All of this is a preamble to where I was actually going: a quick run-through of Free Comic Book Day releases this year worth paying attention to, for various reasons.
Free Comic Book Day: Avengers/X-Men and Free Comic Book Day: Dark Crisis Special Edition: As is traditional by this point, the big summer events from both Marvel and DC get previews in FCBD releases. As someone unusually invested in both storylines this year – Judgment Day essentially because I like Kieron as a writer more than anything else, while Dark Crisis combines my love of DC events and Joshua Williamson hitting all the right notes – I suspect both will be worth a look, even if I also trust both writers to ensure that the issues won’t necessarily be so essential as to punish readers who missed them before the main event properly begins. 
Free Comic Book Day: Best of 2000 AD #0: For those paying attention at home, this will be the second zero issue for Best of 2000 AD in the past three years; the first was in 2020, intended to be an introduction to the never-published-because-of-COVID 12-issue mini version of Best of. (Rebellion sent press a PDF of the first issue ahead of time, and we all missed out on that not happening, let me tell you.) This time around, it’s promoting the upcoming 200-page quarterly anthology version of Best of launching later this year, but it again features one of the primary selling points of any FCBD issue: a new Al Ewing-written Judge Dredd short, this time with art by V.V. Glass. The fact that there’s also material from Mick McMahon, John Wagner, Kevin O’Neill and more in there is just some particularly delicious gravy, to make a weird metaphor even worse.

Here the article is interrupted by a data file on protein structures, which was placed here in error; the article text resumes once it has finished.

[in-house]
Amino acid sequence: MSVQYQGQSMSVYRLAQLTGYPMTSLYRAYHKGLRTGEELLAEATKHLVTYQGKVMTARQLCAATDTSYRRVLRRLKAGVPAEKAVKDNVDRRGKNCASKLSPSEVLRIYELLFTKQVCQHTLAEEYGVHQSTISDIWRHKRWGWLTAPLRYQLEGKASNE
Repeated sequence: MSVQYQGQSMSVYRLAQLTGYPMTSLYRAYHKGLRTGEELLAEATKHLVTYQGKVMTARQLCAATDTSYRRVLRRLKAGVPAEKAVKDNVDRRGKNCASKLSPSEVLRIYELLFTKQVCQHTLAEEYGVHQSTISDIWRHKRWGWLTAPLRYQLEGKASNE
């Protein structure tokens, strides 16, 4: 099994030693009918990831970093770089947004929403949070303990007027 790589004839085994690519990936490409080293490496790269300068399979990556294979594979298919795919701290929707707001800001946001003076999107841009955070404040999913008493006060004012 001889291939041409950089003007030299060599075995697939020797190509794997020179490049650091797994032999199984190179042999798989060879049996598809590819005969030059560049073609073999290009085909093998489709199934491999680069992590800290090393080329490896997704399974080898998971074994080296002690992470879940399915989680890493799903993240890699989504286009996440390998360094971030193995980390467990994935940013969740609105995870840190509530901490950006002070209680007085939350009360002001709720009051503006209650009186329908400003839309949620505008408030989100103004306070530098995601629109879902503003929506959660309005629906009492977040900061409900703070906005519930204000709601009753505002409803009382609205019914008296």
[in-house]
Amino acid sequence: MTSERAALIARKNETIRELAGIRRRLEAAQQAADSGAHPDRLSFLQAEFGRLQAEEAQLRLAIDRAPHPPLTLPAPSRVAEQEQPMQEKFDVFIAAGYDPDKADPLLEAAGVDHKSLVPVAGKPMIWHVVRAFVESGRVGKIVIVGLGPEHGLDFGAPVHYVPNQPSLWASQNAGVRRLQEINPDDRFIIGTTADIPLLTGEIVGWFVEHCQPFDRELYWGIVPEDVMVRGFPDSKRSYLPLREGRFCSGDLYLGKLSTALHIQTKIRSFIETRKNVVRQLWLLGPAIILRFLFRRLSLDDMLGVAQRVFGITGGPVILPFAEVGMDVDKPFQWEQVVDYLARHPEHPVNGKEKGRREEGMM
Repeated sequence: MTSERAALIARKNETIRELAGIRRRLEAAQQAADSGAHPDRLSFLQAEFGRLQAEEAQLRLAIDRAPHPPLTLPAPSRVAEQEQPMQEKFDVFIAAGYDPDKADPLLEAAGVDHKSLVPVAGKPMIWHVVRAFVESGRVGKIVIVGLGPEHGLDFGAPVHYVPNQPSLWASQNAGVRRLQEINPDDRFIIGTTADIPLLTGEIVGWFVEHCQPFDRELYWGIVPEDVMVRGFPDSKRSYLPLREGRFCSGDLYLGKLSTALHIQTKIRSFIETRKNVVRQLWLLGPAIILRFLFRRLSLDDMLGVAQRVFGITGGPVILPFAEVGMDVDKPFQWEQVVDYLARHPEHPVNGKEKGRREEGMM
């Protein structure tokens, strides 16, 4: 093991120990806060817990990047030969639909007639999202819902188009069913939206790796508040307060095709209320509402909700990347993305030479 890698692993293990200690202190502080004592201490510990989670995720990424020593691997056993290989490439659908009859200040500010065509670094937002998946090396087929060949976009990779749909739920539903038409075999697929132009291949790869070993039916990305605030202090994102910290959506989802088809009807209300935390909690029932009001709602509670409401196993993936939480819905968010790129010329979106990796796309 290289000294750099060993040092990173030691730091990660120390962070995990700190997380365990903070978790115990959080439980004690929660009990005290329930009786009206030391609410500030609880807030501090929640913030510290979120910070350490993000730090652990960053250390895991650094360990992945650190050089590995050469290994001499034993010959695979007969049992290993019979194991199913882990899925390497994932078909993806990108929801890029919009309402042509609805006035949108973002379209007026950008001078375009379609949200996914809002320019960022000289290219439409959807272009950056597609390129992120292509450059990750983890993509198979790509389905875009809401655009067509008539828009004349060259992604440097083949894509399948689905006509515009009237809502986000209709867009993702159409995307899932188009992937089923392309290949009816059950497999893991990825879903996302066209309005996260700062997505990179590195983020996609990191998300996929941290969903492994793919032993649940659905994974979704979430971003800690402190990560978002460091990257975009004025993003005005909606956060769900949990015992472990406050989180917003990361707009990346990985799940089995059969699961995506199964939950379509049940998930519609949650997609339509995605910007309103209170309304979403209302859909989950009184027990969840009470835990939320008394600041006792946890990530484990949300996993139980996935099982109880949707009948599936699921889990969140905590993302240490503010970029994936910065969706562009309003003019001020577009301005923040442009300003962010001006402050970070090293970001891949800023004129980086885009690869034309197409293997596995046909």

Free Comic Book Day: Clementine #1: I’m not a Walking Dead fan by any stretch of the imagination, but I am a Tillie Walden fan, so the idea of her stepping into Robert Kirkman’s zombie empire to tell a YA story is something that’s been particularly exciting since its announcement. There’s more to this than a preview of that book, though; it also has previews of Skybound’s other upcoming YA and middle grade books, making it a worthwhile glimpse of what lies ahead.